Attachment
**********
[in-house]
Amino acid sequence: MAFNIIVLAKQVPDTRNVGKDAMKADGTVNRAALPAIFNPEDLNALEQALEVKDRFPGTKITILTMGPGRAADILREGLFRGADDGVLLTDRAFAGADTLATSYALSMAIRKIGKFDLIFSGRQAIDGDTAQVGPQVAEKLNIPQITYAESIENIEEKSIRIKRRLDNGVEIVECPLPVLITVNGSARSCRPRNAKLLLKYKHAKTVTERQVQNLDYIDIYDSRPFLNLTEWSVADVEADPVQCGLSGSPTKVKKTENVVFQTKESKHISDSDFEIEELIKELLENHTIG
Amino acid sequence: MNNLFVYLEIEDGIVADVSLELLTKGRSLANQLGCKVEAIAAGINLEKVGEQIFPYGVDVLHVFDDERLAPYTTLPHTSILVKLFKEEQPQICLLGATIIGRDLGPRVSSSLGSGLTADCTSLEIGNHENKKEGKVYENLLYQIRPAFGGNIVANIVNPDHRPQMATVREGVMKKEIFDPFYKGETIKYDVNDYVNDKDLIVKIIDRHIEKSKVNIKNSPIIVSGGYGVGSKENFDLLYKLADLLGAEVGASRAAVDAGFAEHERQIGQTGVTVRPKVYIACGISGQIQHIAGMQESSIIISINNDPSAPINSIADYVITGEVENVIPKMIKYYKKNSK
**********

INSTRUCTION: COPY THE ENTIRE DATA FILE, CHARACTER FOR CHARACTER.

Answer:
[in-house]
Amino acid sequence: MAFNIIVLAKQVPDTRNVGKDAMKADGTVNRAALPAIFNPEDLNALEQALEVKDRFPGTKITILTMGPGRAADILREGLFRGADDGVLLTDRAFAGADTLATSYALSMAIRKIGKFDLIFSGRQAIDGDTAQVGPQVAEKLNIPQITYAESIENIEEKSIRIKRRLDNGVEIVECPLPVLITVNGSARSCRPRNAKLLLKYKHAKTVTERQVQNLDYIDIYDSRPFLNLTEWSVADVEADPVQCGLSGSPTKVKKTENVVFQTKESKHISDSDFEIEELIKELLENHTIG
Amino acid sequence: MNNLFVYLEIEDGIVADVSLELLTKGRSLANQLGCKVEAIAAGINLEKVGEQIFPYGVDVLHVFDDERLAPYTTLPHTSILVKLFKEEQPQICLLGATIIGRDLGPRVSSSLGSGLTADCTSLEIGNHENKKEGKVYENLLYQIRPAFGGNIVANIVNPDHRPQMATVREGVMKKEIFDPFYKGETIKYDVNDYVNDKDLIVKIIDRHIEKSKVNIKNSPIIVSGGYGVGSKENFDLLYKLADLLGAEVGASRAAVDAGFAEHERQIGQTGVTVRPKVYIACGISGQIQHIAGMQESSIIISINNDPSAPINSIADYVITGEVENVIPKMIKYYKKNSK